Rolando S. appealed this determination and sentence, arguing “that because he made no effort to obtain the password, instead passively receiving the text message on his cell phone `without his prior knowledge or consent,’ he did not `willfully’ obtain the victim’s email account password for purposes of the [identity theft] statute.” In re Rolando S., supra. The prosecution focused its argument “on asserting that [Rolando S.] `obtained’ the password, and evidenced his willfulness by using the password, rather than deleting it when he received it.” In re Rolando S., supra.

The Court of Appeals did not agree. It noted, first, that California Penal Code § 7(1) states that “willfully” when “applied to the intent with which an act is done or omitted, implies simply a purpose or willingness to commit the act, or make the omission referred to”. In re Rolando S., supra. The court then found that Rolando S.

freely accepted the password information provided in the text message. While the text message itself was unsolicited, no evidence suggests [he] was forced to remember the password or otherwise keep a record of it so that he could use it later, as he admitted to doing. On the record before us, we conclude that [Rolando S.] willfully obtained the password information from the text message, knowing that he was continuing to possess the password, intending to do so, and was a free agent when securing the password for his future use.

In re Rolando S., supra. The court also noted that Rolando S. used the email password

he willfully obtained from the text message to then willfully obtain the victim's Facebook account password. . . . The victim's father testified [her] Facebook password was being changed dozens of times over several weeks and it was only after they deleted her email account that they were able to regain control over her Facebook account.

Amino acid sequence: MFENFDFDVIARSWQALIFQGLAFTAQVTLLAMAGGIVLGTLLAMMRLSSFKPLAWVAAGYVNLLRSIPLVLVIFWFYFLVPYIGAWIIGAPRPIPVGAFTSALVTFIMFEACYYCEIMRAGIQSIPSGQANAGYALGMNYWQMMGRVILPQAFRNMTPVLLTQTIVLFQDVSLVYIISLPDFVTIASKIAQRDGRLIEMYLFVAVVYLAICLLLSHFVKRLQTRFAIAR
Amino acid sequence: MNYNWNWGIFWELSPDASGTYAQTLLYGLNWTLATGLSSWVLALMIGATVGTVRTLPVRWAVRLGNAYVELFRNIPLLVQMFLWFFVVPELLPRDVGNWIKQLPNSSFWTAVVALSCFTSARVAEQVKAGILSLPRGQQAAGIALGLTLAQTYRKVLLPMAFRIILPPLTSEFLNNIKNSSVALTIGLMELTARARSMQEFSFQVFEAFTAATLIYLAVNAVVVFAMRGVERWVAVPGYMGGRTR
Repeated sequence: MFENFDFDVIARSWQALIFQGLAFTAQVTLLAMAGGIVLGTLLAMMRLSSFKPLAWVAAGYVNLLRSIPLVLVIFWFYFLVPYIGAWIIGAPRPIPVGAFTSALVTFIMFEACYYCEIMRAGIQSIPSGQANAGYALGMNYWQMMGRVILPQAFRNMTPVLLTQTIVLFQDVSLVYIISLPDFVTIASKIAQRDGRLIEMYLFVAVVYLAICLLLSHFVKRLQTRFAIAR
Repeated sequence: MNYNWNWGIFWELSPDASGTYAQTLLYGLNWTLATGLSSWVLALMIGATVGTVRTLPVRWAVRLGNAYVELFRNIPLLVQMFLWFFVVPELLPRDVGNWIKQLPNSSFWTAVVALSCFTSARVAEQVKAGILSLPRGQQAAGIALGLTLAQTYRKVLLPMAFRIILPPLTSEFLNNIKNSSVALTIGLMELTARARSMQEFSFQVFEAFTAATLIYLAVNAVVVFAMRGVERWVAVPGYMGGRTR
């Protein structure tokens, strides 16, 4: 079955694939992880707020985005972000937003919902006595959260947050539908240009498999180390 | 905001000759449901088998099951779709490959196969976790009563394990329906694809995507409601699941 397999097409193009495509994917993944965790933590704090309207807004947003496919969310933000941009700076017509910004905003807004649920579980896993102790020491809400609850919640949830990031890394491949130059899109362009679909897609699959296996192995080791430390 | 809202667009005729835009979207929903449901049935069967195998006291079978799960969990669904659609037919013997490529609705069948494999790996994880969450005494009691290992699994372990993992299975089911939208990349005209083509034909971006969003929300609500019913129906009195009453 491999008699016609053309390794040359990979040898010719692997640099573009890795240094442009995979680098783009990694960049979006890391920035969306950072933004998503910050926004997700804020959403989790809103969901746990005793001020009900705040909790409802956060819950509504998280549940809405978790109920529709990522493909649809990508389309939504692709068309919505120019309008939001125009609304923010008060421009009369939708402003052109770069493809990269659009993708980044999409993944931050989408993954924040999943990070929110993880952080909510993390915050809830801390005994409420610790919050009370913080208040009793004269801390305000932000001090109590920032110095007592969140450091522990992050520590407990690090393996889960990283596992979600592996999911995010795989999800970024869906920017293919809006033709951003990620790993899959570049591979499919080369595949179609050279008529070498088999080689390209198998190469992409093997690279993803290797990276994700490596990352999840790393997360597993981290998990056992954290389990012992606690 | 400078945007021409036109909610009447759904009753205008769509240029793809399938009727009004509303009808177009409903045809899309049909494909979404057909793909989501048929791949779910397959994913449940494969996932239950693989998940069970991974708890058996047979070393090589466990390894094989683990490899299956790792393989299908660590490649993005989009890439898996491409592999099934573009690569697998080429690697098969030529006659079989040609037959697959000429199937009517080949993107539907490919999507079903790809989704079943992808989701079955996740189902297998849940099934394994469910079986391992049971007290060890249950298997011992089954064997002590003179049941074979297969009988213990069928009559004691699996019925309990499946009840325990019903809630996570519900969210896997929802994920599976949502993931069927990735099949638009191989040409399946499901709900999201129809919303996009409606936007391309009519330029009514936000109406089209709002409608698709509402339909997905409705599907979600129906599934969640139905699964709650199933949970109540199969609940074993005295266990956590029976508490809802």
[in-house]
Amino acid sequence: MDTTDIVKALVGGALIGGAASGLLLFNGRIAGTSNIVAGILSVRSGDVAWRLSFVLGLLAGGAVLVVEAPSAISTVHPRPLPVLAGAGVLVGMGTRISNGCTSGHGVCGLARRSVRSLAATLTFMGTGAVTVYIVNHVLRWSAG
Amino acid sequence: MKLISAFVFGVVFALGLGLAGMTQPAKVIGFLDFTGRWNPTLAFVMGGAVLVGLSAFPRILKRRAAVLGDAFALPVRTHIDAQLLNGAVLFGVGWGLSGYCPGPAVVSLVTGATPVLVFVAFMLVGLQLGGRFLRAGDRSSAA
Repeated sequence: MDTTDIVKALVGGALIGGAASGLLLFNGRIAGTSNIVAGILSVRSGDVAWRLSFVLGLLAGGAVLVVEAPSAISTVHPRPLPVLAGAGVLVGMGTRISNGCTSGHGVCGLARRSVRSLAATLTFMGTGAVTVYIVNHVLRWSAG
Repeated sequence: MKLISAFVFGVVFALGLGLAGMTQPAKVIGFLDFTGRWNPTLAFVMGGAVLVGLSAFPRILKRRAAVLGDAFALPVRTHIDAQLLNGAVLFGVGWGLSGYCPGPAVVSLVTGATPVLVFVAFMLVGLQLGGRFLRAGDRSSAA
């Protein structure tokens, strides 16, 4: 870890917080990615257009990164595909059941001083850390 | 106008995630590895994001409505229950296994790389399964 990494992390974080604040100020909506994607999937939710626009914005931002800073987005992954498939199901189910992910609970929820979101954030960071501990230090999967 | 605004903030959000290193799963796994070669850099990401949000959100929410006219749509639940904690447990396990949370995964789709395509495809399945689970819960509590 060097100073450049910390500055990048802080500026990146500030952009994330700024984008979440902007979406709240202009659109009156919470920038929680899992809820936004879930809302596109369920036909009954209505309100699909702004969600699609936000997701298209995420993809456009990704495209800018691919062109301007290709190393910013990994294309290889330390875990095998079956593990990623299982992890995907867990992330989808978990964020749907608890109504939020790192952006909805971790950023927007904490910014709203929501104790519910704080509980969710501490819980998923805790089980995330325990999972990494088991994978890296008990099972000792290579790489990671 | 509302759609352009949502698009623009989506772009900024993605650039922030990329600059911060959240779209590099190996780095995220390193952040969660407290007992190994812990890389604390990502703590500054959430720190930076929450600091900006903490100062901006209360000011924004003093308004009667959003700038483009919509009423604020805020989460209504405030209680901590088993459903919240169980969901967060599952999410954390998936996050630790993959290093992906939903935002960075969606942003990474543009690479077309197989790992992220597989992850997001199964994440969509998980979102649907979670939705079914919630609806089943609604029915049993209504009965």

[Rolando S.] admitted to Officer Lucio that he used the email account password he received from the text message to gain access to the victim's Facebook account. By resetting [her] Facebook account password himself using the above-described process, [he] would have been able to log in to her account and pose as the victim as he posted on her friends' walls and on her profile. . . .

Not only did [Rolando S.] willfully obtain the email password from the text message, he also willfully obtained the Facebook account password by purposely using the email account as a vehicle to alter the Facebook account password.

In re Rolando S., supra.

Rolando S. also claimed “his conduct fails to satisfy the second element of § 530.5(a), that he `use[d] [the victim's] information for any unlawful purpose.’” In re Rolando S., supra. He argued “that at most he `possibly defamed’ the victim, but asserts that civil torts do not constitute an `unlawful purpose’ for purposes of the statute. In re Rolando S., supra.

The prosecution argued that “civil torts constitute an unlawful purpose,” and Rolando S.’s “conduct amounted to libel under [California] Civil Code § 45.” In re Rolando S., supra. Rolando S. argued that the state legislature intended to limit “any unlawful purpose” to “strictly criminal conduct”, but the Court of Appeals did not agree. In re Rolando S., supra.